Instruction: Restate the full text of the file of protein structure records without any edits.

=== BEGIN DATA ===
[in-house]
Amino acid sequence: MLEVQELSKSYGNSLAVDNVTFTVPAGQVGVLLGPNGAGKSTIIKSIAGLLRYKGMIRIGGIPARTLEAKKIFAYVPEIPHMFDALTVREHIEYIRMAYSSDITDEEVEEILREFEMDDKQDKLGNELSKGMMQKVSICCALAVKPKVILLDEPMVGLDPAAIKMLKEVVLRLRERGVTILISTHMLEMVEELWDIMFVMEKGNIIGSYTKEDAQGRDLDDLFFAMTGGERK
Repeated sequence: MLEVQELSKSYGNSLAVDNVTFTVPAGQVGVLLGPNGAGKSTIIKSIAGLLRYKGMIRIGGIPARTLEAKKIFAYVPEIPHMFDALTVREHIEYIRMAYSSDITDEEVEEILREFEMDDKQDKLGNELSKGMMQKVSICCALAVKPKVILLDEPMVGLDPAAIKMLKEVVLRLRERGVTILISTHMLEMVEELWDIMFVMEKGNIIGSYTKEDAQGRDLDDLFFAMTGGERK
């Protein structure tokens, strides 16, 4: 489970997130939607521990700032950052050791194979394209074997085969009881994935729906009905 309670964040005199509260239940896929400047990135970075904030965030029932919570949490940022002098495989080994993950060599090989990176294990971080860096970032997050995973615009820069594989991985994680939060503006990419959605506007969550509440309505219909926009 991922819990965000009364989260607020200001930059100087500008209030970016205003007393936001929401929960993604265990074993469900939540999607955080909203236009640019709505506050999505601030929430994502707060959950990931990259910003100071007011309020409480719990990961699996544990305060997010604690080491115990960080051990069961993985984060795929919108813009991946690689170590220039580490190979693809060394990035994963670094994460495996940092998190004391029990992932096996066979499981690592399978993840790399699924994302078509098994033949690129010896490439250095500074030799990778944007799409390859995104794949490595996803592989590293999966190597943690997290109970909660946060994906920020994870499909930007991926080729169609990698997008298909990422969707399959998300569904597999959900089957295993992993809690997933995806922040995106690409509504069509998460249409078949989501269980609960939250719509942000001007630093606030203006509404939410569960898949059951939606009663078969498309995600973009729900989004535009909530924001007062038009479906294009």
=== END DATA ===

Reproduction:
[in-house]
Amino acid sequence: MLEVQELSKSYGNSLAVDNVTFTVPAGQVGVLLGPNGAGKSTIIKSIAGLLRYKGMIRIGGIPARTLEAKKIFAYVPEIPHMFDALTVREHIEYIRMAYSSDITDEEVEEILREFEMDDKQDKLGNELSKGMMQKVSICCALAVKPKVILLDEPMVGLDPAAIKMLKEVVLRLRERGVTILISTHMLEMVEELWDIMFVMEKGNIIGSYTKEDAQGRDLDDLFFAMTGGERK
Repeated sequence: MLEVQELSKSYGNSLAVDNVTFTVPAGQVGVLLGPNGAGKSTIIKSIAGLLRYKGMIRIGGIPARTLEAKKIFAYVPEIPHMFDALTVREHIEYIRMAYSSDITDEEVEEILREFEMDDKQDKLGNELSKGMMQKVSICCALAVKPKVILLDEPMVGLDPAAIKMLKEVVLRLRERGVTILISTHMLEMVEELWDIMFVMEKGNIIGSYTKEDAQGRDLDDLFFAMTGGERK
């Protein structure tokens, strides 16, 4: 489970997130939607521990700032950052050791194979394209074997085969009881994935729906009905 309670964040005199509260239940896929400047990135970075904030965030029932919570949490940022002098495989080994993950060599090989990176294990971080860096970032997050995973615009820069594989991985994680939060503006990419959605506007969550509440309505219909926009 991922819990965000009364989260607020200001930059100087500008209030970016205003007393936001929401929960993604265990074993469900939540999607955080909203236009640019709505506050999505601030929430994502707060959950990931990259910003100071007011309020409480719990990961699996544990305060997010604690080491115990960080051990069961993985984060795929919108813009991946690689170590220039580490190979693809060394990035994963670094994460495996940092998190004391029990992932096996066979499981690592399978993840790399699924994302078509098994033949690129010896490439250095500074030799990778944007799409390859995104794949490595996803592989590293999966190597943690997290109970909660946060994906920020994870499909930007991926080729169609990698997008298909990422969707399959998300569904597999959900089957295993992993809690997933995806922040995106690409509504069509998460249409078949989501269980609960939250719509942000001007630093606030203006509404939410569960898949059951939606009663078969498309995600973009729900989004535009909530924001007062038009479906294009």